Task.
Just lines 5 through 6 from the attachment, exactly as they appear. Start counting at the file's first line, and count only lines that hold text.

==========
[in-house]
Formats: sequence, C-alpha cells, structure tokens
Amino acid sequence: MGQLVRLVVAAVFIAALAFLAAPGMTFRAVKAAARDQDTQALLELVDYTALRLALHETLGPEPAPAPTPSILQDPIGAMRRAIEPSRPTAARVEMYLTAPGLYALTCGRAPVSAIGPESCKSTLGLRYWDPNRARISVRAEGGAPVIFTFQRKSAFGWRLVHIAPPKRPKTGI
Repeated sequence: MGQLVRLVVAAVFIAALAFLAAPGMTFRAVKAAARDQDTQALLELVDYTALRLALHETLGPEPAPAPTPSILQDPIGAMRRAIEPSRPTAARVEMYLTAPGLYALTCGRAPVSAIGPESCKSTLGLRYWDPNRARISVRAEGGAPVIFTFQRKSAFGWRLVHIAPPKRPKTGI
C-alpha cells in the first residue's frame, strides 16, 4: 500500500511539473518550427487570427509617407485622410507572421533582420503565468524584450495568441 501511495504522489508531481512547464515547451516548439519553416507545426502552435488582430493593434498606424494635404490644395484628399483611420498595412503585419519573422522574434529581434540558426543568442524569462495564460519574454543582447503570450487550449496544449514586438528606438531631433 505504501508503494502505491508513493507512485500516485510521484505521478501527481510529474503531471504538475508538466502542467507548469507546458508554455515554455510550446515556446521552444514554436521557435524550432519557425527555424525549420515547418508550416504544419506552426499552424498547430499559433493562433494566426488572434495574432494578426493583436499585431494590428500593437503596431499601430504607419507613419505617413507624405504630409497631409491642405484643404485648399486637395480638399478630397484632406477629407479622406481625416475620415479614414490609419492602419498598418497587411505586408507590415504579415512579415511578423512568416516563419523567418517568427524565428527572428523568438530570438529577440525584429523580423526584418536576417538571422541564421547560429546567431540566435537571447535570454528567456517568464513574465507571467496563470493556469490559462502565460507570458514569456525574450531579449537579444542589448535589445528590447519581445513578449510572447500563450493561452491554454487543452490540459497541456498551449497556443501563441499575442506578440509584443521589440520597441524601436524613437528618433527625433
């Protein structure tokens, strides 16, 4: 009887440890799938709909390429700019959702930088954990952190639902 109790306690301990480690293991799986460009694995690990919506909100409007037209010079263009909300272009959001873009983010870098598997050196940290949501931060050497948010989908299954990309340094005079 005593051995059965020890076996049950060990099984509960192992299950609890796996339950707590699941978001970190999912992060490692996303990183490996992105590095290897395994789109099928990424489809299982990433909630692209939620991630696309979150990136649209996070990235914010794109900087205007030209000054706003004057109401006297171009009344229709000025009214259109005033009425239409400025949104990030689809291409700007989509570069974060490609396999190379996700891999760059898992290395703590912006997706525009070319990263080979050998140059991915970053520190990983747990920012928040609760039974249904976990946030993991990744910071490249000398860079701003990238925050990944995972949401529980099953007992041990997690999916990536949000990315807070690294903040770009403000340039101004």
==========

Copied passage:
C-alpha cells in the first residue's frame, strides 16, 4: 500500500511539473518550427487570427509617407485622410507572421533582420503565468524584450495568441 501511495504522489508531481512547464515547451516548439519553416507545426502552435488582430493593434498606424494635404490644395484628399483611420498595412503585419519573422522574434529581434540558426543568442524569462495564460519574454543582447503570450487550449496544449514586438528606438531631433 505504501508503494502505491508513493507512485500516485510521484505521478501527481510529474503531471504538475508538466502542467507548469507546458508554455515554455510550446515556446521552444514554436521557435524550432519557425527555424525549420515547418508550416504544419506552426499552424498547430499559433493562433494566426488572434495574432494578426493583436499585431494590428500593437503596431499601430504607419507613419505617413507624405504630409497631409491642405484643404485648399486637395480638399478630397484632406477629407479622406481625416475620415479614414490609419492602419498598418497587411505586408507590415504579415512579415511578423512568416516563419523567418517568427524565428527572428523568438530570438529577440525584429523580423526584418536576417538571422541564421547560429546567431540566435537571447535570454528567456517568464513574465507571467496563470493556469490559462502565460507570458514569456525574450531579449537579444542589448535589445528590447519581445513578449510572447500563450493561452491554454487543452490540459497541456498551449497556443501563441499575442506578440509584443521589440520597441524601436524613437528618433527625433
């Protein structure tokens, strides 16, 4: 009887440890799938709909390429700019959702930088954990952190639902 109790306690301990480690293991799986460009694995690990919506909100409007037209010079263009909300272009959001873009983010870098598997050196940290949501931060050497948010989908299954990309340094005079 005593051995059965020890076996049950060990099984509960192992299950609890796996339950707590699941978001970190999912992060490692996303990183490996992105590095290897395994789109099928990424489809299982990433909630692209939620991630696309979150990136649209996070990235914010794109900087205007030209000054706003004057109401006297171009009344229709000025009214259109005033009425239409400025949104990030689809291409700007989509570069974060490609396999190379996700891999760059898992290395703590912006997706525009070319990263080979050998140059991915970053520190990983747990920012928040609760039974249904976990946030993991990744910071490249000398860079701003990238925050990944995972949401529980099953007992041990997690999916990536949000990315807070690294903040770009403000340039101004």